The company’s winning entry of flexible packaging for salt in the flexo innovation awards demonstrated this proposition. Salt is traditionally packaged in a PET+PE laminate, printed on gravure for reasons of printability and quality. The brand owner wanted a sustainable replacement, and Pentaflex proposed a PE+PE laminated structure, a 100% recyclable alternative, with similar mechanical properties and shelf life. The well-produced new pack was difficult to distinguish from the gravure equivalent. There was also some cost-benefit in the handling of packaging waste.
Considering how new Pentaflex was to flexo, it was a significant achievement, and one that involved a degree of trial and error, according to Patel, “We put a lot of time and effort into trying out new applications, and we’re not shy about experimenting. But we’re fortunate to have a high level of technical expertise running throughout the company, from the directors to the rest of the team. It’s our USP.”
Work to be done
Three years on this expertise is behind increasing success in bringing more gravure work over to Flexo. Recent contract wins include a locally-based manufacturer of ready-to-eat and instant-mix products taking the flexo route in a major rebranding of its products. “We have no trouble showing prospects that flexo produces quality print,” says Patel, “but that’s not the only factor in the decision to switch. We have to remember that brands and their printer-converters have a heavy investment in cylinders for existing jobs. Hopefully, we can get in front of them when they change designs, but that doesn’t happen very often.”
When Pentaflex does get to the table, he says, they can make a strong case. “The Indian market is very cost-conscious, and throughout the supply chain, everyone is trying to gain margin. So the cost of gravure cylinders is a factor, particularly for brands with lots of SKUs or frequent design changes. Flexo plates are cheaper, of course. Faster time-to-market is another powerful argument for an FMCG brand with multiple products in different sizes, where waiting a week for a gravure cylinder can be an issue. Flexo offers quicker turnaround for platemaking and the press so that we can handle shorter runs without a drop in quality.”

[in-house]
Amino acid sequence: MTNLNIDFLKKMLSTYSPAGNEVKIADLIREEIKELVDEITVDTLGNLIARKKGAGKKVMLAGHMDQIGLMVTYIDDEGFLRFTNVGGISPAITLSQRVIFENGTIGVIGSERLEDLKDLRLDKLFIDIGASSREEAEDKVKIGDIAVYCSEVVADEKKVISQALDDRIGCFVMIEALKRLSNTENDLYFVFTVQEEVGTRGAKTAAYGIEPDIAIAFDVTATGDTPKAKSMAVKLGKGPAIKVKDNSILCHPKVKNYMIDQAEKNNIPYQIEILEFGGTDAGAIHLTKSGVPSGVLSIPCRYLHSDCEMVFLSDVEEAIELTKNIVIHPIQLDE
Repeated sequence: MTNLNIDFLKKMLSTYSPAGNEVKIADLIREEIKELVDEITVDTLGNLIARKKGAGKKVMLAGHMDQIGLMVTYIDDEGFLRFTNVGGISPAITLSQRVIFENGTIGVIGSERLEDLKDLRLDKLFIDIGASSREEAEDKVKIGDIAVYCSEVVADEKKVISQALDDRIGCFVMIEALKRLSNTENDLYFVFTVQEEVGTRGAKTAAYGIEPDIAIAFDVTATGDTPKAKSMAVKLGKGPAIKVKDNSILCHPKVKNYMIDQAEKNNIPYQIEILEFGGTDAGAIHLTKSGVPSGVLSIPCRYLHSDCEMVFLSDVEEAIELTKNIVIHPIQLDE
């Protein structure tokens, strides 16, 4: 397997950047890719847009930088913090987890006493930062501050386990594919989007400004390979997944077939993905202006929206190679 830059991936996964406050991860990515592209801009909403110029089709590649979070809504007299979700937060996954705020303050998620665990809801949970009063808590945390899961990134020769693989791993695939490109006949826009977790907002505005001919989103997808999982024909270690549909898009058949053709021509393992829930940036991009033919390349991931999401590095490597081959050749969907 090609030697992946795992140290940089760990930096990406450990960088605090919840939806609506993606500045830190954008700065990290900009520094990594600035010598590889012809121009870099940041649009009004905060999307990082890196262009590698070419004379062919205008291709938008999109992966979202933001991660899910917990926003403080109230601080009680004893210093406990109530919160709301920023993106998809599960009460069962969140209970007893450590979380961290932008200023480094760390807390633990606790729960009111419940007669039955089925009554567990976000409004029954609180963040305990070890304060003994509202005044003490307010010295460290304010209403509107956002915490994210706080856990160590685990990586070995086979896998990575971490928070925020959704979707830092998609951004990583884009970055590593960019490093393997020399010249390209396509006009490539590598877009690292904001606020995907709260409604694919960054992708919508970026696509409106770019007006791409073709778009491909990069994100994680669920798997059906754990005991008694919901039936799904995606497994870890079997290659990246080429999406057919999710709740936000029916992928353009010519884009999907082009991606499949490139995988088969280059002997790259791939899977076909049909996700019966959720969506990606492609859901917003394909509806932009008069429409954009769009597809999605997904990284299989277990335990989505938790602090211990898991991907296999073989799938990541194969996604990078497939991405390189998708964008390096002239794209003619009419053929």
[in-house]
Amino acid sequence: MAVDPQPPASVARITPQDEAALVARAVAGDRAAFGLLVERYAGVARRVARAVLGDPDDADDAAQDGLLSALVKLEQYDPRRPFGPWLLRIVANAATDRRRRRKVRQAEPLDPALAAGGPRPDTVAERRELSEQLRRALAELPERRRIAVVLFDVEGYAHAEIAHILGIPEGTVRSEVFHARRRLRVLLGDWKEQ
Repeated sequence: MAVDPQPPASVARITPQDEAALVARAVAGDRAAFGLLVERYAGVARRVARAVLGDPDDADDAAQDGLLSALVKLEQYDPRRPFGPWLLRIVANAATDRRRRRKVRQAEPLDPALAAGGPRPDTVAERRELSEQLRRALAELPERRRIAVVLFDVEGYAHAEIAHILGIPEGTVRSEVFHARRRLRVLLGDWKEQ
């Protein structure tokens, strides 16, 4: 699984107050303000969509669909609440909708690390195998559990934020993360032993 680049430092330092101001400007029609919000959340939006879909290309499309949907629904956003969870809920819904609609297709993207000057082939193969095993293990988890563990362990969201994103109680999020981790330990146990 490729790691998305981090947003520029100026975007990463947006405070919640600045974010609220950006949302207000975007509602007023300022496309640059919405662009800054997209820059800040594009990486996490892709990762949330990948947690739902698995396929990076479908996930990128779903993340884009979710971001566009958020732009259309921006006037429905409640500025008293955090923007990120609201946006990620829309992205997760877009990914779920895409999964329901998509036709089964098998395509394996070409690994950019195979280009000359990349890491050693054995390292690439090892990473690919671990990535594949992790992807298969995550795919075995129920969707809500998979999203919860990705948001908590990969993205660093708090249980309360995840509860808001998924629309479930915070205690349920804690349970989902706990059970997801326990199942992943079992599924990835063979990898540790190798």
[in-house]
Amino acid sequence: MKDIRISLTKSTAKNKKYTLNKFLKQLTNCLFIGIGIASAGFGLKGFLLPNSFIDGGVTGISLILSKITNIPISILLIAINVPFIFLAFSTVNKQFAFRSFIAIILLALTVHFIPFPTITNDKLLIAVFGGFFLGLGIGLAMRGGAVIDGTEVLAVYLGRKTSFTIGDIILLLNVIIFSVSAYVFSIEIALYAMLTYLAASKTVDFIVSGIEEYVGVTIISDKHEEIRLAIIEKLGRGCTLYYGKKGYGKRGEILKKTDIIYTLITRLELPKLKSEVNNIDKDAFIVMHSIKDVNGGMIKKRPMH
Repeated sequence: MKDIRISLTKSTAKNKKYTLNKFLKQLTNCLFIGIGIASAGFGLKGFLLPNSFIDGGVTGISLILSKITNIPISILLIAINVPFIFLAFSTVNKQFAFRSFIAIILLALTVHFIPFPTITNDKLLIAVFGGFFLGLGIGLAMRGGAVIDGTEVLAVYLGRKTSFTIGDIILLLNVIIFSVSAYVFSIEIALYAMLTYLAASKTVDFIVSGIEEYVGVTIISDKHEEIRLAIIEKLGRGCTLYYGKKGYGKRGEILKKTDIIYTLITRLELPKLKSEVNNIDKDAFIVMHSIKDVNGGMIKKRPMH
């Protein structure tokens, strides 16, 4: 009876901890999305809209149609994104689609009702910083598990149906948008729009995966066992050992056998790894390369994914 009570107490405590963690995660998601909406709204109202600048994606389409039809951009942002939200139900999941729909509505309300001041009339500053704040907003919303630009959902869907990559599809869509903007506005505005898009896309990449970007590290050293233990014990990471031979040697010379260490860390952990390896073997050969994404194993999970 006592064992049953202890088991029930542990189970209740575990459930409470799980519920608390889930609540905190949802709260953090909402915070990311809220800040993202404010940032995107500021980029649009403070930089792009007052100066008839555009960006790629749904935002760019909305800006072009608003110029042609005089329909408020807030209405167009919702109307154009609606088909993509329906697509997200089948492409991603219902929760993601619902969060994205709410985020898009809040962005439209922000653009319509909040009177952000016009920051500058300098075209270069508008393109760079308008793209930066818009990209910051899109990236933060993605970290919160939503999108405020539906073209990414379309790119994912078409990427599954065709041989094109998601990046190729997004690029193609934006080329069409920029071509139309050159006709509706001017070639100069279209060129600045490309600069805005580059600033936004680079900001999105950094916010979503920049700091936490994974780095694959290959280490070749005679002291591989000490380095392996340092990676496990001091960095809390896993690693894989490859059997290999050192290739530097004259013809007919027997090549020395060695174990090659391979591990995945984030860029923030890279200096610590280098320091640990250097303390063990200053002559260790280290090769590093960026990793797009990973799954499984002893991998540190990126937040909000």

Finally, there’s Flexo’s substrate flexibility. “The amazing thing about Flexo is the fantastic quality, whatever the substrate. You can surface-print on PE, reverse-print on PET, surface-print on breathable paper or aluminum foil, or just paper. We’re doing it all.”
While Pentaflex is confident that Flexo is the future, Patel concludes that how quickly it arrives will depend on cooperation between all the stakeholders – “There is an enormous variety of potential jobs out there, some more challenging than others. It takes a lot of expertise to bring together the right anilox, the right dot structure, and the right ink. Going forward, all of us need to work closely to make the transition happen.”
This article is based on inputs from Miraclon and edited by Naresh Khanna